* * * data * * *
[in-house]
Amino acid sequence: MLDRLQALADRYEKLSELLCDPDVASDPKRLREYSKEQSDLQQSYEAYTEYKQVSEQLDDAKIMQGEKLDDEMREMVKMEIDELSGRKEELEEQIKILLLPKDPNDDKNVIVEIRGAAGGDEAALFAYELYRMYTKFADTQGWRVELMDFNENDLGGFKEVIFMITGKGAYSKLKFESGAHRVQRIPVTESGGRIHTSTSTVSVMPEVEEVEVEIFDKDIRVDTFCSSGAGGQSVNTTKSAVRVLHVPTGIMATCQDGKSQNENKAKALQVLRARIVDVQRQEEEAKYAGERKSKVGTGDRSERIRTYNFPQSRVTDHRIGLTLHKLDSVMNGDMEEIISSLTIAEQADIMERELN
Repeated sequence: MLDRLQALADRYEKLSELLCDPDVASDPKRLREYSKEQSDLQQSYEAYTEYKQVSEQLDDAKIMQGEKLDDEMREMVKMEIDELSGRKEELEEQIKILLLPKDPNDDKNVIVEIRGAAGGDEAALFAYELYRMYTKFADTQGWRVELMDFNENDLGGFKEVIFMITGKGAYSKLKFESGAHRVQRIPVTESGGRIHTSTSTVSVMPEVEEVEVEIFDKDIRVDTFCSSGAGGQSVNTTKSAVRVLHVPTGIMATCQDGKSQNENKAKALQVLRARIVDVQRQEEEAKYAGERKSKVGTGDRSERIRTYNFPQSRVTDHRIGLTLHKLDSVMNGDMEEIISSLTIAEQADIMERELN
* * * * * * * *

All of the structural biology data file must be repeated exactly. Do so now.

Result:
[in-house]
Amino acid sequence: MLDRLQALADRYEKLSELLCDPDVASDPKRLREYSKEQSDLQQSYEAYTEYKQVSEQLDDAKIMQGEKLDDEMREMVKMEIDELSGRKEELEEQIKILLLPKDPNDDKNVIVEIRGAAGGDEAALFAYELYRMYTKFADTQGWRVELMDFNENDLGGFKEVIFMITGKGAYSKLKFESGAHRVQRIPVTESGGRIHTSTSTVSVMPEVEEVEVEIFDKDIRVDTFCSSGAGGQSVNTTKSAVRVLHVPTGIMATCQDGKSQNENKAKALQVLRARIVDVQRQEEEAKYAGERKSKVGTGDRSERIRTYNFPQSRVTDHRIGLTLHKLDSVMNGDMEEIISSLTIAEQADIMERELN
Repeated sequence: MLDRLQALADRYEKLSELLCDPDVASDPKRLREYSKEQSDLQQSYEAYTEYKQVSEQLDDAKIMQGEKLDDEMREMVKMEIDELSGRKEELEEQIKILLLPKDPNDDKNVIVEIRGAAGGDEAALFAYELYRMYTKFADTQGWRVELMDFNENDLGGFKEVIFMITGKGAYSKLKFESGAHRVQRIPVTESGGRIHTSTSTVSVMPEVEEVEVEIFDKDIRVDTFCSSGAGGQSVNTTKSAVRVLHVPTGIMATCQDGKSQNENKAKALQVLRARIVDVQRQEEEAKYAGERKSKVGTGDRSERIRTYNFPQSRVTDHRIGLTLHKLDSVMNGDMEEIISSLTIAEQADIMERELN